I’m surprised to hear how many people are dropping $50-100 per month on a storage unit for storage of yet even more stuff not in regular use.  We did utilize such a unit for a time when we did extreme decluttering prior to our last home sale, but we probably could have ended up selling or donating at least some of the items making a storage unit less necessary.  We currently don’t have a unit and do a regular job of donating items to friends in need or to charitable foundations. If you have so much stuff that you need a money sink to store it in (and when was the last time you needed something out of there?), take a hard look at what is stored there and if maybe there’s a way to get rid of the stuff and save $1000 a year (every year) on an unnecessary expense.

Most of the kid stuff you buy is used only for a short while, sometimes only days. Toys and clutter can overtake your life. Instilling these concepts in our children are also important. Our kids get an allowance and are both saving for something “big” to spend their money on. Birdsnest is considering spending a $100+ on an American Girl doll. She was never that into dolls, but got a catalog in the mail (advertisement example ahead). Because of the catalog, she wanted a doll and some clothes so has been saving her money for this. While driving to check out the used bike, we talked a little about this. I explained that she can spend her money however she wants, but to consider how much enjoyment it will bring. I asked questions such as is spending half a years worth of allowance on this item worth it to you? Is it better to save for something more expensive that would be used more?  Or is putting it in a savings account for a much larger purchase later a better use of your funds? At least make her think a little. But it’s better to bankrupt an 8 year old when she buys something she’ll regret than a 20 year old with a credit card.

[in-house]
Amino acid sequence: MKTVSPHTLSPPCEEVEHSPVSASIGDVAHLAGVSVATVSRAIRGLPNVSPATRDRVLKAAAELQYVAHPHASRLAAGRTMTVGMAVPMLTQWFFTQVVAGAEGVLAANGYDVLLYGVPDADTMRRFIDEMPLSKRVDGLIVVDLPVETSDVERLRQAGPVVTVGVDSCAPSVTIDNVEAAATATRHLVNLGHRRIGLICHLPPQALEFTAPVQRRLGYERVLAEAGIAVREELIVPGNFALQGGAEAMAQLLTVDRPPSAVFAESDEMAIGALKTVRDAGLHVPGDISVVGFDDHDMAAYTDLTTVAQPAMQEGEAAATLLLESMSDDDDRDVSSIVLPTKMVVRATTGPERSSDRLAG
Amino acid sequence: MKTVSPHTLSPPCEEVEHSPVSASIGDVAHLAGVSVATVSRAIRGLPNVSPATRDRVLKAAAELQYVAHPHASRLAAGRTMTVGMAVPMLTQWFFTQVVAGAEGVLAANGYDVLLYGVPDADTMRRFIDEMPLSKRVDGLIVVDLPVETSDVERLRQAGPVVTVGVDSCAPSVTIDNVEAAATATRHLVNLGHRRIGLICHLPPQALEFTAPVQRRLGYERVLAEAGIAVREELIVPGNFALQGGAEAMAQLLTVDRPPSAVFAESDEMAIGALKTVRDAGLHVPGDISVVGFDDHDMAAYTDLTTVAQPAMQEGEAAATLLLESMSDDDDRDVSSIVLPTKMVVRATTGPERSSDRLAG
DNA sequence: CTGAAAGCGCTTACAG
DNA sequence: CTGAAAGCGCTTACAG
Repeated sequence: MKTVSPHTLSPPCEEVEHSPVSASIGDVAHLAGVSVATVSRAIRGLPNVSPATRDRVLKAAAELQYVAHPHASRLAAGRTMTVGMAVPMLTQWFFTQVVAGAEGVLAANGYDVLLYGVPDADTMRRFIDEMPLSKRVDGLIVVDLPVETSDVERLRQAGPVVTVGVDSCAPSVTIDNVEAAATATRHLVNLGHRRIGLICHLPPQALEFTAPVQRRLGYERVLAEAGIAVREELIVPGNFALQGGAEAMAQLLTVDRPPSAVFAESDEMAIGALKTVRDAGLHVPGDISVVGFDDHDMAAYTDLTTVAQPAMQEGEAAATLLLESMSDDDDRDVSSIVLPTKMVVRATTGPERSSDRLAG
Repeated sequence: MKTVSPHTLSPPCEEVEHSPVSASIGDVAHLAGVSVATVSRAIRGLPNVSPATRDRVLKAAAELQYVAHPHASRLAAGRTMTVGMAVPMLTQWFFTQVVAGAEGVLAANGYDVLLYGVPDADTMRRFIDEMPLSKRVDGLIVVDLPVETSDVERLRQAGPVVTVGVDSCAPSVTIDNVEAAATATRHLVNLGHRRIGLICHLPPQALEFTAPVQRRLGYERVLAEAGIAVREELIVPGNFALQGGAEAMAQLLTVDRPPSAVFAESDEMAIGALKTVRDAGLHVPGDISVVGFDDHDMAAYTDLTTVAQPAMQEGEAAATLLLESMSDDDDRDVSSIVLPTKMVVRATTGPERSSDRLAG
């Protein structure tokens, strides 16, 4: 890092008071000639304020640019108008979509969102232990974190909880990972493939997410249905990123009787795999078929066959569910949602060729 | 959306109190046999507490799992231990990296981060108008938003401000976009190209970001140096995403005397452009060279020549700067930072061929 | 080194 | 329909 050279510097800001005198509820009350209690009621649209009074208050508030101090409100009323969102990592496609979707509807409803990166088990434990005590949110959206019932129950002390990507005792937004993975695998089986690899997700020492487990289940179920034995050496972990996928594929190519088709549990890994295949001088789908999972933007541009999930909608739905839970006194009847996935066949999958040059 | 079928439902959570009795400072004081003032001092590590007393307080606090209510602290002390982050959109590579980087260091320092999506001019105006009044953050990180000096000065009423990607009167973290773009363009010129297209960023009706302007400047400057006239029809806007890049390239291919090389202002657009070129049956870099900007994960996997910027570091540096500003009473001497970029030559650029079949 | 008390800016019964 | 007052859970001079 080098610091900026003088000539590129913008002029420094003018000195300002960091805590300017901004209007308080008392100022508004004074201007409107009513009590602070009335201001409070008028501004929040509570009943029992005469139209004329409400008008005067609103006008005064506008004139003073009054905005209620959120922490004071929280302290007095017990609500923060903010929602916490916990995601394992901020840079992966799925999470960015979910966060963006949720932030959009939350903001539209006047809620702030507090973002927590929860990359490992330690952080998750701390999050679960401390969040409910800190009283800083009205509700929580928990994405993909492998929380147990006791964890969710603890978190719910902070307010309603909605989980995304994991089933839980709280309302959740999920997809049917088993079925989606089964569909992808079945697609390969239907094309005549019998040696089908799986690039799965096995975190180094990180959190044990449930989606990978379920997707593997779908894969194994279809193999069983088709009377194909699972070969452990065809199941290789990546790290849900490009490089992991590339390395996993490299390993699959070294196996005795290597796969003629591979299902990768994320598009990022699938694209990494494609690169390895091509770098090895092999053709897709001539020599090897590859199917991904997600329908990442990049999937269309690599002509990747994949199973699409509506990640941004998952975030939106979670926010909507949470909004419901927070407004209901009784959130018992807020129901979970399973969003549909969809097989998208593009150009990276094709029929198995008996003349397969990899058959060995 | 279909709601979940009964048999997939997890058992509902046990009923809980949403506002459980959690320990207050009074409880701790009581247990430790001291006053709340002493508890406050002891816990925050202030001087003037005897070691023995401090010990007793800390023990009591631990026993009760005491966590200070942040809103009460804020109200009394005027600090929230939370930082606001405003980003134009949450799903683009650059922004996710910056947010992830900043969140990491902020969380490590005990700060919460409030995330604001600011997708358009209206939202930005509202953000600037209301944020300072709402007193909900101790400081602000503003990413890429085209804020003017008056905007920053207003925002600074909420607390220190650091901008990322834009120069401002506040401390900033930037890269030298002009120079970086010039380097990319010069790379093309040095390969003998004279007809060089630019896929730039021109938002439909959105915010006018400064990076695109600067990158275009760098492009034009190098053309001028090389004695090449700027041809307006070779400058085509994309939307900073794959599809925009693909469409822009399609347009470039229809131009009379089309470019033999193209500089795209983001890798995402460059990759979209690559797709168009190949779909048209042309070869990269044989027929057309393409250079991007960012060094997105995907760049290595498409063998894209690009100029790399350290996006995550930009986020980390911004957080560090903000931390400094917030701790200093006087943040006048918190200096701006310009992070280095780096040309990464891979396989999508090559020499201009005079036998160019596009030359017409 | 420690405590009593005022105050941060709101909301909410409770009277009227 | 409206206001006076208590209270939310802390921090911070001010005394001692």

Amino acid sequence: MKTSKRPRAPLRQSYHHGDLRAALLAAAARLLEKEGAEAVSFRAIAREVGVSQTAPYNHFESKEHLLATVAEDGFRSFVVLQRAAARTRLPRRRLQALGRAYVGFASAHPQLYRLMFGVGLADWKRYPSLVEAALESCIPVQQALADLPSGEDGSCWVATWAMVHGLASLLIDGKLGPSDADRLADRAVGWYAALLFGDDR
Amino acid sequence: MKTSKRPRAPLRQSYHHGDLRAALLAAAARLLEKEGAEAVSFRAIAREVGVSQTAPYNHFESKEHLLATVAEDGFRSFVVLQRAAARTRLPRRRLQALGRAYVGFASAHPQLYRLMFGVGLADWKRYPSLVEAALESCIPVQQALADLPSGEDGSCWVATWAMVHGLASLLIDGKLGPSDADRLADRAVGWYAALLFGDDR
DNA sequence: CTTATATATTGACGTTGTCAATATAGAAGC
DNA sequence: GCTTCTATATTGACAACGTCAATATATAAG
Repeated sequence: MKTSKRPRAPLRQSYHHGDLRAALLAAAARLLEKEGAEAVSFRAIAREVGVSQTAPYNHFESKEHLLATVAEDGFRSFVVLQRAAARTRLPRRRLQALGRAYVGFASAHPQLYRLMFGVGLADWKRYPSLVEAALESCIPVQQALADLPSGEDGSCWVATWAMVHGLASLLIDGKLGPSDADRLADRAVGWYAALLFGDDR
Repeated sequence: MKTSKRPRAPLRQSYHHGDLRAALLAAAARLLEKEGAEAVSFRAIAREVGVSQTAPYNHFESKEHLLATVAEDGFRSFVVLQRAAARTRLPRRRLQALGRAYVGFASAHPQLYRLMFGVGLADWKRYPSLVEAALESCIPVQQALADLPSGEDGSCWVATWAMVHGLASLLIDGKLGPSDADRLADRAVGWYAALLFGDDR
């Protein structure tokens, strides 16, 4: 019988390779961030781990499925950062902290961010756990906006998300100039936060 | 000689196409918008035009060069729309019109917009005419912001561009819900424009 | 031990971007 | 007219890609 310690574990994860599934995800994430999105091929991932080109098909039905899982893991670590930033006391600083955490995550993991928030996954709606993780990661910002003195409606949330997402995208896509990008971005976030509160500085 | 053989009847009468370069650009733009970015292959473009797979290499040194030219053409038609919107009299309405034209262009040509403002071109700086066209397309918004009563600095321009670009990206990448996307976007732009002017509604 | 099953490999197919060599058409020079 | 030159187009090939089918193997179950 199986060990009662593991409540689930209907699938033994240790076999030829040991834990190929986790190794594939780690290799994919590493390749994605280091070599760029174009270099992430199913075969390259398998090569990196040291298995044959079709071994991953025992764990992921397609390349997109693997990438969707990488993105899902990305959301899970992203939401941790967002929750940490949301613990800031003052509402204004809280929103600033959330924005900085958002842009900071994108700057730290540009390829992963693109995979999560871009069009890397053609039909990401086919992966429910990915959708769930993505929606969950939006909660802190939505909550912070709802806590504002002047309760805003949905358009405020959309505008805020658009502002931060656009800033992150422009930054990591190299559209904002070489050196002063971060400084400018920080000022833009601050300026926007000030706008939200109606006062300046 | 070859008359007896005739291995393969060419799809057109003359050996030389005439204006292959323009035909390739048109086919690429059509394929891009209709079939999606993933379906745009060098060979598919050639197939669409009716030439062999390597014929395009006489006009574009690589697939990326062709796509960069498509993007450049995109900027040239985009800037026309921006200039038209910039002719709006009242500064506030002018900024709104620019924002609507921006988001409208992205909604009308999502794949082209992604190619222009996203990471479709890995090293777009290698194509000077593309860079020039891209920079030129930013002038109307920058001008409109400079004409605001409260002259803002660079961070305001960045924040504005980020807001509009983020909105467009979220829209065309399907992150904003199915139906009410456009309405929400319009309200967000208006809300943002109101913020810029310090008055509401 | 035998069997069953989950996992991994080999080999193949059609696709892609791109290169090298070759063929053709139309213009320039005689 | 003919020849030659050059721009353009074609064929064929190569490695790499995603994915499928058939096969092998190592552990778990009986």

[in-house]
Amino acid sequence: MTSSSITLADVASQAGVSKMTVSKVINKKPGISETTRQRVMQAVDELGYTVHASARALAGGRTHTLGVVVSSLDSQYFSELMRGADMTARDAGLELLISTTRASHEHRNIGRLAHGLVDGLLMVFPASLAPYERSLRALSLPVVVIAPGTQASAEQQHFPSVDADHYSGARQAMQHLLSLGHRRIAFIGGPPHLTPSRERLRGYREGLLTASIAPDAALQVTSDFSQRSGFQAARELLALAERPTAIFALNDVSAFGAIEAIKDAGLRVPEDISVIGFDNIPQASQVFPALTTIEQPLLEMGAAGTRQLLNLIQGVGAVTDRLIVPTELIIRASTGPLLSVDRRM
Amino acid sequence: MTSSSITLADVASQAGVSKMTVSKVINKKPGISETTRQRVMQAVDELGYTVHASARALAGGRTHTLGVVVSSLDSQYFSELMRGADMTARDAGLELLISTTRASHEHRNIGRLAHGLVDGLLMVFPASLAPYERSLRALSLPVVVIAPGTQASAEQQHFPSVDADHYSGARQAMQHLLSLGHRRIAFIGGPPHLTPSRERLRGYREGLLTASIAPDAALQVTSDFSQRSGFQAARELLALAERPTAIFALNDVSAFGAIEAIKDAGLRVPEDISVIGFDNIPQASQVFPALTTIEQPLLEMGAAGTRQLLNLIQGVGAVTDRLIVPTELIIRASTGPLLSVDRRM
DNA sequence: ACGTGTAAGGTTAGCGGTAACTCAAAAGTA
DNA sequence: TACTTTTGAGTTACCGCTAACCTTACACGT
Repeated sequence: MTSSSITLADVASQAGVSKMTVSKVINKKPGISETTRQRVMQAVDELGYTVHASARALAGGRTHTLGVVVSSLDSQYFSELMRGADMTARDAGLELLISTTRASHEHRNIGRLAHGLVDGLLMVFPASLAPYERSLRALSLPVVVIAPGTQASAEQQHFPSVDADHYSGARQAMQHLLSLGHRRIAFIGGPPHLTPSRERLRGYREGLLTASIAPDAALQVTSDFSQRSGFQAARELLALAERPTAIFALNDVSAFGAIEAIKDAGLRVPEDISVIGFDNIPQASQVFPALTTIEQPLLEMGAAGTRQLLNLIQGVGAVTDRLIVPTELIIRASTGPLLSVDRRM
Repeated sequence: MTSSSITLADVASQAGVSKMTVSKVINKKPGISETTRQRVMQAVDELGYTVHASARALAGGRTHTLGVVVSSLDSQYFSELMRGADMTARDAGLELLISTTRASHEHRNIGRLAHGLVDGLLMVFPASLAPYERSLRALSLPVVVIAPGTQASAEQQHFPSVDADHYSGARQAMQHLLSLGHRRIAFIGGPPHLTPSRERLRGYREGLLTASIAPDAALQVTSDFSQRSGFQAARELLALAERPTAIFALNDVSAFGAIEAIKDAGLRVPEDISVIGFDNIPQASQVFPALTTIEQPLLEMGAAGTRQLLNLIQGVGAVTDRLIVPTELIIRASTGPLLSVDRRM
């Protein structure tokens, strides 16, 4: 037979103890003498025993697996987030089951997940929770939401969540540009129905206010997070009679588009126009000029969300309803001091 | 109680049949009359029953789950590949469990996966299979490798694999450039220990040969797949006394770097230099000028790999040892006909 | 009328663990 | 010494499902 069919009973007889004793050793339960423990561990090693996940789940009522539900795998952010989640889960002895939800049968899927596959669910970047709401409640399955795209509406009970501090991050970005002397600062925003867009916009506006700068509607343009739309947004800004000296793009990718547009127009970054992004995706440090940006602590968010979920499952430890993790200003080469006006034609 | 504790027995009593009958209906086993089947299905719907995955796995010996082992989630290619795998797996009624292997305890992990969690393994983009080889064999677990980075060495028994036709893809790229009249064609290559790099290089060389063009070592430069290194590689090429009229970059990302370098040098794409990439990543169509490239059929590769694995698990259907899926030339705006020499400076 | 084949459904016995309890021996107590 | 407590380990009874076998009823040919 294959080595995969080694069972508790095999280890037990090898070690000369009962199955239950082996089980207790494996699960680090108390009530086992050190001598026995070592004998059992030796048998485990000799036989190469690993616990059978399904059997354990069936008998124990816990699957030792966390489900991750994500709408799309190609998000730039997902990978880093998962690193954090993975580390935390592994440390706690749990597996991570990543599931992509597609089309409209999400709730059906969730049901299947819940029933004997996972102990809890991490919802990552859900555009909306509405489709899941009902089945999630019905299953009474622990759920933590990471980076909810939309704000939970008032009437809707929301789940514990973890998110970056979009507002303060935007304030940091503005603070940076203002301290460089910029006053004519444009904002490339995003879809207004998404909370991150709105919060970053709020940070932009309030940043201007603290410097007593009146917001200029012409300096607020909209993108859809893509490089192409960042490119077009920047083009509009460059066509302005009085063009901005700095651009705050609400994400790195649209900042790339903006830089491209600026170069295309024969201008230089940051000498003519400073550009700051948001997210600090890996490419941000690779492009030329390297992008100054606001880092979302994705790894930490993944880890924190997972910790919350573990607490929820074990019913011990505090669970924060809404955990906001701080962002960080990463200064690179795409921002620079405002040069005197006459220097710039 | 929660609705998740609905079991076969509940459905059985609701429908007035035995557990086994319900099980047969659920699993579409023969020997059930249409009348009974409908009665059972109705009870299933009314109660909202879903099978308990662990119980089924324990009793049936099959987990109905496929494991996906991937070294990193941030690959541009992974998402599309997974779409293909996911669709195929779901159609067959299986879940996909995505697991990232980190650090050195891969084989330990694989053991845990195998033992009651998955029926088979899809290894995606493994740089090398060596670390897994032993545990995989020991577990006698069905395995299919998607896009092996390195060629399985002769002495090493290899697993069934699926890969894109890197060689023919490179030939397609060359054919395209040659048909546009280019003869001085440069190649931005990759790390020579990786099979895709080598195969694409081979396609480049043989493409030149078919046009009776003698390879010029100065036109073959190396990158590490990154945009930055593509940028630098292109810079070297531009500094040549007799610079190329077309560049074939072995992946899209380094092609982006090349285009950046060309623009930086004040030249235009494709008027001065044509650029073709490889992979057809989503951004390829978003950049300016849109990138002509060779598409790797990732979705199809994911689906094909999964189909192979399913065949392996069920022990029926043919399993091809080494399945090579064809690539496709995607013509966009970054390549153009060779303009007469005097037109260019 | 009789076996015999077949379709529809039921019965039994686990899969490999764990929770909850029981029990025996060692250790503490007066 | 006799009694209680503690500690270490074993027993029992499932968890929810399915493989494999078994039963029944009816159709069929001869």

Being one who mostly hates shopping, I certainly don’t appreciate the psychological aspect of it, and the enjoyment it brings people. If that is you, instead of running off to the store to spend part of your day because you’re so booorred, get out and do something. Get a book from the library. Learn to do something new. Practice that THING you purchased a while back. Lift weights. Go running. Play ball with your kids. Try to fill that hole with something that is worthwhile. Spending money on yoga to get your mind and body fulfilled is a probably a better value in many ways than purchasing that next shirt that will sit unused in your closet or tool that gets used a few times a year.

So when you’re sitting there in front of that next potential purchase, use my rules above to really think about it for once, instead of making an impulse buy. Using a list will save you a lot of money in the long run.

Linkage – RoK pattern of good-girl wives cheating (aged 35-50)

This is the type of thing I am hoping my writing at least helps with awareness and prevention by those married dudes stumbling upon this site. And what I believe the underlying goal of Athol and Ian are as well.  I’d say we’re all pro-marriage, pro-married sex and feel the world would be a happier place with married people getting their shit together. Unfortunately, most married men don’t see that their “good girl” wives have hypergamous tendencies inherent to their biological beings or could possibly ever cheat on them or have feelings for anyone else.